Understanding the New Age of Integrated Payables


payments-7-25-18.pngUntil now, treasury management solutions have been focused almost solely on helping clients execute payments. These solutions have emphasized simplified payments and payment method flexibility. This can be referred to as Integrated Payables 1.0.

New and disruptive accounts payable automation has enabled banks to offer a more holistic solution, which caters to their customers’ end-to-end accounts payable process while addressing an even broader range of customer pain points. This can be called Integrated Payables 2.0.

Offering solutions that leverage automated processes can provide benefits for commercial banks they aren’t realizing with the legacy solutions. A couple of key benefits that offering Integrated Payables 2.0 technology provides to banks in comparison to traditional Integrated Payables 1.0 solutions include:

Addressing the end-to-end accounts payable process, instead of just payment execution, provides customers with more value.

The first step to understanding the benefits Integrated Payables 2.0 solutions provide is centered on understanding the end-to-end accounts payable process for their customers. This process, regardless of company or industry, generally involves four steps:

  1. Invoice Capture: Lifting data from vendor invoices and coding it into an accounting system.
  2. Invoice Approval: Confirming vendor invoices are accurate and reflect the agreed upon amount.
  3. Payment Authorization: Creating a payment run, getting the payment approved by an authorizer, and leveraging the correct payment type and bank account to use.
  4. Payment Execution: Sending money to vendors.

Within this process, Integrated Payable 1.0 solutions are only serving step #4: Payment Execution. The truth is every payment is the result of an invoice, and the process of making a payment includes all of the steps in between receiving the invoice and paying it. By not streamlining steps leading up to the payment, Integrated Payables 1.0 solutions allow opportunity to improve efficiency.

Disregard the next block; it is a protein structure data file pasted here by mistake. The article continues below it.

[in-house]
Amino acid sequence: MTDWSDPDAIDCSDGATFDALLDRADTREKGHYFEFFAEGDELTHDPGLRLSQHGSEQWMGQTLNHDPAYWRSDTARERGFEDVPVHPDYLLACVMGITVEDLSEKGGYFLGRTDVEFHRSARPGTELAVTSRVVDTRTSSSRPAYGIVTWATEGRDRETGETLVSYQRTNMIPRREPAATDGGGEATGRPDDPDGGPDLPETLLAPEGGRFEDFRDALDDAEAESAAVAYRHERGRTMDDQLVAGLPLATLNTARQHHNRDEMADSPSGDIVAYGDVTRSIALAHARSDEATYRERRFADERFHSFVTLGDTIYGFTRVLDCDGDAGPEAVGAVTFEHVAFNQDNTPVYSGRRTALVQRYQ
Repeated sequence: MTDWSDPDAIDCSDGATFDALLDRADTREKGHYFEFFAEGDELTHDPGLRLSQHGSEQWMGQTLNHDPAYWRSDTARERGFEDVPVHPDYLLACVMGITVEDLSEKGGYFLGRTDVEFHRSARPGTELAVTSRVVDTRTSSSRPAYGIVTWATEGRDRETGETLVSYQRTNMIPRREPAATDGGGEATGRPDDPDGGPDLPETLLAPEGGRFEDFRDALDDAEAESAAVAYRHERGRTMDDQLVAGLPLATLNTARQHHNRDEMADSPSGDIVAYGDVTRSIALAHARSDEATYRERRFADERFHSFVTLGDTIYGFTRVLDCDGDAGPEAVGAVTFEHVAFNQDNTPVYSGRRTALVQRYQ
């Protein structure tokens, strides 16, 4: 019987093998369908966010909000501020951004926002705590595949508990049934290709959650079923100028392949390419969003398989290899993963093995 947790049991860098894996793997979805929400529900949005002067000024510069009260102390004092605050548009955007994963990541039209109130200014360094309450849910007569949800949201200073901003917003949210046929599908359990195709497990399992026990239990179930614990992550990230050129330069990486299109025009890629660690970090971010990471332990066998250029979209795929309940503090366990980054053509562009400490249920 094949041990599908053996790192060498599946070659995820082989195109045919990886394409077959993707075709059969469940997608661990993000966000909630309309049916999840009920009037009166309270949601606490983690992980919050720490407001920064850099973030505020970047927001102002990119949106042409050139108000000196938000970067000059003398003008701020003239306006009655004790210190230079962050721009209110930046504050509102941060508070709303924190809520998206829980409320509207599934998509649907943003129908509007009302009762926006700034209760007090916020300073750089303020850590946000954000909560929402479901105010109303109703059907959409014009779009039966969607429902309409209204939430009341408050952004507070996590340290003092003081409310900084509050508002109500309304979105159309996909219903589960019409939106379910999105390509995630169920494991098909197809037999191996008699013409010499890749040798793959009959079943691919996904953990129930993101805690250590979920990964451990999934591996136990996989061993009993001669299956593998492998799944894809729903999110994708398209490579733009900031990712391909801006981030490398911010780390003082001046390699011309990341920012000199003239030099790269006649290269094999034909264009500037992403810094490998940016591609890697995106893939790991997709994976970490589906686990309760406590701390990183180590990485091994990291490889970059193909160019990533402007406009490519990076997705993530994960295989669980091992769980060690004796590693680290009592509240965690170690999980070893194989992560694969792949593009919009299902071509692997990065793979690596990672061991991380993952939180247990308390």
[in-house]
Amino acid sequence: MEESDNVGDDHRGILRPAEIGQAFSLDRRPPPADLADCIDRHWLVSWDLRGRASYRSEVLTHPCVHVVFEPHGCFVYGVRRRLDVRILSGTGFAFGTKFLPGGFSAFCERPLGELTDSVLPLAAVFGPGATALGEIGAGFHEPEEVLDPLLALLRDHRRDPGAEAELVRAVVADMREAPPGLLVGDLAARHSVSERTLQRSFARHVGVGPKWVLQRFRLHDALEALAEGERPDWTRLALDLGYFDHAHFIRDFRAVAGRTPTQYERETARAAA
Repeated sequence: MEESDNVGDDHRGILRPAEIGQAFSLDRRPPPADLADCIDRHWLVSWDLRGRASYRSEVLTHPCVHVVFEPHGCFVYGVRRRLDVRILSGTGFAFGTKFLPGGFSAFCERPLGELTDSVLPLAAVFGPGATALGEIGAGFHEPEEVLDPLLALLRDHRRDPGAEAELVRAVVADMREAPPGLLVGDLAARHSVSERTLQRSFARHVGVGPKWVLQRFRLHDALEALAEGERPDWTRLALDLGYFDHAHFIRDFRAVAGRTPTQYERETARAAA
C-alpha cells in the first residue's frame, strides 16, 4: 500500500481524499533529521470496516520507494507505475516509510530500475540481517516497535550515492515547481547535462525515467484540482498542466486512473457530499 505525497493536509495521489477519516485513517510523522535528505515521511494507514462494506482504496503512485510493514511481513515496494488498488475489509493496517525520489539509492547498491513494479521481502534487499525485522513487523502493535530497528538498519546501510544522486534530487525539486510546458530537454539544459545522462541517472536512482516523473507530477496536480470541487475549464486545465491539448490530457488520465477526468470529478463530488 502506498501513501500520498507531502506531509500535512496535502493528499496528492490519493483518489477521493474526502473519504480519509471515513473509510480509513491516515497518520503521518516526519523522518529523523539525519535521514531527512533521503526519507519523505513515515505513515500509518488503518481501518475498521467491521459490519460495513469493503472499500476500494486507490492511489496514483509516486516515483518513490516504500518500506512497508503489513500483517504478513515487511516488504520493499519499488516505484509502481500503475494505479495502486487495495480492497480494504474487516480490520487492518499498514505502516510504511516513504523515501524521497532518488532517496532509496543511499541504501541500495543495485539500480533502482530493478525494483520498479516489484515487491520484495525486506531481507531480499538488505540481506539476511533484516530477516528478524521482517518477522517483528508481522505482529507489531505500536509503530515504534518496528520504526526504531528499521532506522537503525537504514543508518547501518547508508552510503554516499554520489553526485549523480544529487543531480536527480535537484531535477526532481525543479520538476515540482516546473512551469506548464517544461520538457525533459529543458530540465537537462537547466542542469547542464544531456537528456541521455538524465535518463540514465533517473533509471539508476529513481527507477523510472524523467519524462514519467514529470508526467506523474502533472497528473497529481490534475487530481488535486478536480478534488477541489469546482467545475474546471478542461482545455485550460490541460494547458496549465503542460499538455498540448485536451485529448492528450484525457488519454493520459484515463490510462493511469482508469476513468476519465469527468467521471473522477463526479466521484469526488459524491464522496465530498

Integrated Payables 2.0 solutions streamline all four steps by providing one simple user interface that eliminates unnecessary manual processing. By offering Integrated Payables 2.0 solutions, banks provide more value to their customers by addressing the pain each of these manual steps brings throughout the AP process.

Becoming a strategic partner (instead of just a solution provider) to customers drives retention by creating switching costs.

There are a lot of costs associated with manual accounts payable that businesses face every day. Some are very straightforward and easy to track, like processing fees. But there are other costs that are less apparent, but have much broader cost implications on the business. These costs include:

  • Wasted time reconciling duplicate invoice payments.
  • Missed revenue from rebates and early-pay discounts.
  • Value-added projects that never get done.

With the middle-market businesses paying more than 100 invoices every month, costs add up tremendously over the course of a year. When you can eliminate these costs from your customers’ accounts payable process by providing them with an end-to-end accounts payable solution, you will be able to establish a loyal list of customers.

With only a small fraction of businesses currently automating accounts payable, it is clear Integrated Payables 2.0 solutions are still approaching it’s tipping point.

Banks have an opportunity to get ahead of competitors and differentiate themselves by offering a disruptive solution. Then, when their customers get offers from other banks to switch, the switching costs associated with going back to manual accounts payable are likely to dissuade them from making the switch.

Although Integrated Payables 1.0 solutions have been helpful to your customers for years, new disruptive technology is creating even greater capabilities for mid-sized businesses to efficiently pay their bills, and for you to further strengthen your relationships with customers by providing this technology in the form of a white-label solution.

ChoiceOne and Autobooks Bring Rural Customers into the Digital Age


sba-6-20-18.pngAdom Greenland works with a lawn care specialist who was running his business in a way reminiscent of a bygone era. He’d leave a carbon copy invoice on the counter when he finished his work, Greenland would cut a check and some three weeks later, the small-business owner would finally be compensated for the work he had done weeks prior.

That arrangement is one that still exists in many rural areas, but Greenland, the chief operating officer at $642 million asset ChoiceOne Bank, headquartered in Sparta, Michigan, saw an opportunity to help rural customers like his lawn care specialist usher themselves into the 21st century by partnering with Autobooks.